How City Water Systems Work
Municipal water systems are one of the most marvelous things in modern life. Having access to potable water at the turn of a handle has saved more lives than emergency medicine. But many people probably don't know exactly how all that relatively clean water makes it to their faucet. It is a complex process that is worth understanding.
How Do City Water Systems Work?
In most municipal water systems, the water is derived from a source such as a lake or river to be treated and pumped to faucets in homes, hospitals, businesses, and anywhere people need it. Wastewater is also often reused, and the treatment for water recycled in this way is a little more complex.
Treating the water is just one part of the process. A complete municipal water system works in the following 6 stages:
- Source Water Acquisition: collection from rivers, lakes, and streams
- Water Treatment: filtration prior to human use
- Water Distribution: pumps and pipes that distribute water to homes and businesses
- Wastewater Collection: pipes and pumps that carry water away from homes after it has been used
- Wastewater Treatment: removal of water material and water purification
- Stormwater Systems: ditches, pipes, and natural systems to collect rainwater
The Water Treatment Process
Regardless of its source, all water to be pumped into homes must be sufficiently clean to prevent sickness in the population and contamination in the system. This is achieved in a three to four step process.
The initial stage of treatment removes stones, gravel, sand, mud, and other larger particles from the water. This stage of treatment is usually done using a mechanical filtration system of some form. Sometimes this initial treatment can be done using a sand bed as a filter. Sand beds used for this purpose can be washed and reused many times.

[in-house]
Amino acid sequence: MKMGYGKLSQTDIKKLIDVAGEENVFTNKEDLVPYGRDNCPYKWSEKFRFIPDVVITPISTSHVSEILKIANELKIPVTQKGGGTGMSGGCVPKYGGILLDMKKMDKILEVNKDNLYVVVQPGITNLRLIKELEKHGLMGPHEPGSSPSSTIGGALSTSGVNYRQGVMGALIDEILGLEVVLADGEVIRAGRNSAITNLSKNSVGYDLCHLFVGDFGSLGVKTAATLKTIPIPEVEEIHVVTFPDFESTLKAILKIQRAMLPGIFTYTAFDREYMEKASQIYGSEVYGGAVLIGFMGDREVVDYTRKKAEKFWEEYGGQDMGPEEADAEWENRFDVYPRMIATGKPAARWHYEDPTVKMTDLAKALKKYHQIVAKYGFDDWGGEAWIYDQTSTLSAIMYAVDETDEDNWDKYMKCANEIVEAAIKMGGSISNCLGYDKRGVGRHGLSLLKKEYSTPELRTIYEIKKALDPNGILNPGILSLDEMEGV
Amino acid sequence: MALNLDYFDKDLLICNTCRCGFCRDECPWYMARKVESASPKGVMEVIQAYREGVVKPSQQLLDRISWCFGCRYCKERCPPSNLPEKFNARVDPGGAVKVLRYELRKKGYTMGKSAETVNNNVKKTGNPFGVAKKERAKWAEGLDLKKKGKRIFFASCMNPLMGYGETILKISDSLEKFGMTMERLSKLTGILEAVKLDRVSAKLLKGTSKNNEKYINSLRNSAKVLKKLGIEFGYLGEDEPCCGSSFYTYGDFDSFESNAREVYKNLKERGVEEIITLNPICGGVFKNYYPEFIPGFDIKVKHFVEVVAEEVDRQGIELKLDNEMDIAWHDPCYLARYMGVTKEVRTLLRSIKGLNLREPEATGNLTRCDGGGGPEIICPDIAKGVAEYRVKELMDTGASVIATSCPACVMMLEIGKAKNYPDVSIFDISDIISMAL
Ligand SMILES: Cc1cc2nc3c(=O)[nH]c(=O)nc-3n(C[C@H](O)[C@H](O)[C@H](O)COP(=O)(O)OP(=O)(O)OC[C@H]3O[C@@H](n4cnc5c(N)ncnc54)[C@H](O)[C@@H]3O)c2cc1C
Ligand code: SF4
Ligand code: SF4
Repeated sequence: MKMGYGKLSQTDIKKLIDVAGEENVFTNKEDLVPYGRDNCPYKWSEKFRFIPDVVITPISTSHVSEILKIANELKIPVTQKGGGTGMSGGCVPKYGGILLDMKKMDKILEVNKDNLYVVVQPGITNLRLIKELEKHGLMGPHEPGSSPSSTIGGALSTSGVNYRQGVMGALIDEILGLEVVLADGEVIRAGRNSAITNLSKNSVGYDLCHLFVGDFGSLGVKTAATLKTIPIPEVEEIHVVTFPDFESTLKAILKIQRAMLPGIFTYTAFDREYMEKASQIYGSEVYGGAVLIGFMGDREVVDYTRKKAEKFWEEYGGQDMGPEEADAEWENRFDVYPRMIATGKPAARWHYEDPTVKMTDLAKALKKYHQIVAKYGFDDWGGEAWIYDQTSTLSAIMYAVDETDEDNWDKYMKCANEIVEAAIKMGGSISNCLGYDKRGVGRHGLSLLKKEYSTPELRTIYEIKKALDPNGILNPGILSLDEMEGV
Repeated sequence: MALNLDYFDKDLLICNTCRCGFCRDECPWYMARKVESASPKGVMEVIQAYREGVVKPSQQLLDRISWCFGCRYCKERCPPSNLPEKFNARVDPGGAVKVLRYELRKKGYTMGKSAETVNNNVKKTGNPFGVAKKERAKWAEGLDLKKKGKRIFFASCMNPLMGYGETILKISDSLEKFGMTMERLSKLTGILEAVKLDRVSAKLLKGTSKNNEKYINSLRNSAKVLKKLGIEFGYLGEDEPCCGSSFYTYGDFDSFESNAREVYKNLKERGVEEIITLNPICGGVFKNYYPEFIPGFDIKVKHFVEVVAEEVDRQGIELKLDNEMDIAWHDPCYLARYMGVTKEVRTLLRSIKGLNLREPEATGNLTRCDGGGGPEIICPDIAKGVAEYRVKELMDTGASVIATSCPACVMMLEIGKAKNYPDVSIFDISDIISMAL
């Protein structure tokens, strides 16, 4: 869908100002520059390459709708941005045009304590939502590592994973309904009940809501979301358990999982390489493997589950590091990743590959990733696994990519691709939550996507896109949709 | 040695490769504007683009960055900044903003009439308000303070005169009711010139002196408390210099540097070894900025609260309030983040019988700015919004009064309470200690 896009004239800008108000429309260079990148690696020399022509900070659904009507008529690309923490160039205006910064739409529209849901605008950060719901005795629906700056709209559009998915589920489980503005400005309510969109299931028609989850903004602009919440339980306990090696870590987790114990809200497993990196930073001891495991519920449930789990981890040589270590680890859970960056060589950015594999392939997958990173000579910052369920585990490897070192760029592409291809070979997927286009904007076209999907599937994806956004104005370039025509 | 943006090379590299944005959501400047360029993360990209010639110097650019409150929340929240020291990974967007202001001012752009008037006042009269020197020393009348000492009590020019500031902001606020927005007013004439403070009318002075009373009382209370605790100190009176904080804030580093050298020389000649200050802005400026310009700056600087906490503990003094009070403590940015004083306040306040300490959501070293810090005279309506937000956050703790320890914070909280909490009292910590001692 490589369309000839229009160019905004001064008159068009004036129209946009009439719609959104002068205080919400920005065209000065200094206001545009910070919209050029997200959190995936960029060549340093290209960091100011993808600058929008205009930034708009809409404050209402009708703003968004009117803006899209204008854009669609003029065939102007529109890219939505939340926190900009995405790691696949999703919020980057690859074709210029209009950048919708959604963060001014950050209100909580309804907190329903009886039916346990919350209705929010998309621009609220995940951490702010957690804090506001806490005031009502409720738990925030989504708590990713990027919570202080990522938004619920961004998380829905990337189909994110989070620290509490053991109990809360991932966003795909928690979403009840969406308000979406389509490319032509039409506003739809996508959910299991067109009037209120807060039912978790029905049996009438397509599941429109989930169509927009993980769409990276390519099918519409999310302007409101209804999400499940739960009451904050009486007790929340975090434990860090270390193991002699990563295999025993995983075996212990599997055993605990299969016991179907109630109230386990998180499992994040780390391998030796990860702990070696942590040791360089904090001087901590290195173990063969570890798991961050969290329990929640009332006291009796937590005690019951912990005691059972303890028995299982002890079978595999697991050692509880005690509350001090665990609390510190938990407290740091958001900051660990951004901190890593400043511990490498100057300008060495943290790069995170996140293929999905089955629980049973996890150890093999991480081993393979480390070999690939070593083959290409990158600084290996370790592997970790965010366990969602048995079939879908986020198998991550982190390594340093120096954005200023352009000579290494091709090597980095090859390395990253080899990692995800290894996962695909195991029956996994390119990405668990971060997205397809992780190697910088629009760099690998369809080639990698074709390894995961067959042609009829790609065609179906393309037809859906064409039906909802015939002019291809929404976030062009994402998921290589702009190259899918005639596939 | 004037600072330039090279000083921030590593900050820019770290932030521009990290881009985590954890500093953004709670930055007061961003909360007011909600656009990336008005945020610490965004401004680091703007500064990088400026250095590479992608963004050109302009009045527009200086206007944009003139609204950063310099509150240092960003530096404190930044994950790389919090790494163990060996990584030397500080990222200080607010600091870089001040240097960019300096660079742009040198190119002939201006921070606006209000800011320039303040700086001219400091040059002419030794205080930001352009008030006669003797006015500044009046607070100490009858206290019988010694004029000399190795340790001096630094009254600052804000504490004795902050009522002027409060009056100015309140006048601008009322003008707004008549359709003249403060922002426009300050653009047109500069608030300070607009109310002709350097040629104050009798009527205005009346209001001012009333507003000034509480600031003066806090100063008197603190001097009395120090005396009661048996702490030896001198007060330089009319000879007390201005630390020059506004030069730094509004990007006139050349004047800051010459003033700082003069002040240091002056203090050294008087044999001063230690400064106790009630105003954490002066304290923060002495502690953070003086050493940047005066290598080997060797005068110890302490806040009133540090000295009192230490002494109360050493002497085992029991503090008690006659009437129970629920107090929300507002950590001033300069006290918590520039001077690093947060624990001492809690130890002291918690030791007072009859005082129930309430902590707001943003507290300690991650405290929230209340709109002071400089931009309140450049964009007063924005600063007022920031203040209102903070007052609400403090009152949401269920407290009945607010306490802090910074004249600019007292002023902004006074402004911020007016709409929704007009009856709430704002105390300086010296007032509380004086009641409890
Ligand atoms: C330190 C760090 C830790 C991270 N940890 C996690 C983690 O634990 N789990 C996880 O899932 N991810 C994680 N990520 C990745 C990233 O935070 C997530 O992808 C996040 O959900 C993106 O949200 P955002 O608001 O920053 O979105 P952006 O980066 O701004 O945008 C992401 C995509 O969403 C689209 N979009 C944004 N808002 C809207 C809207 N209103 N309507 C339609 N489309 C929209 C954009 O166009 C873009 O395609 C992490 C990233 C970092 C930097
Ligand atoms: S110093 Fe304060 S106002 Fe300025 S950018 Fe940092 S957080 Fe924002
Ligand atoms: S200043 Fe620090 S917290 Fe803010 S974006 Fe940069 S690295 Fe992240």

In the second stage, the water is held in large tanks where remaining particulates are allowed to sink to the bottom and oily materials rise to the top. This makes removing these two types of contaminants easier to achieve. Once the oily and solid materials are removed, the water will be moved again to undergo the next treatment stage.
At this stage, suspended biological materials and dissolved contaminants will still be present in the water. These contaminants can be addressed through exposure to UV light, ultra-fine filtration, or heating.
In the final stage, suspended and dissolved materials are exposed to a powerful oxidizing agent such as chlorine. The water is then filtered a final time before being disseminated into the municipal irrigation system.
This system has worked marvelously for many years all over the world to bring usable water to hundreds of millions of people. It has prevented untold illness and made our lives vastly easier and more productive. However, it is inevitable that after undergoing an industrial cleaning process and traveling through hundreds of miles of pipe, our water will have picked up contaminants that we really should not drink if we can help it.
That's where home water purification comes in. While municipal water systems are invaluable, it is up to us to ensure that the water that travels to our homes is truly and fully clean. Fortunately, we have high-quality water purification systems for any water purification needs.
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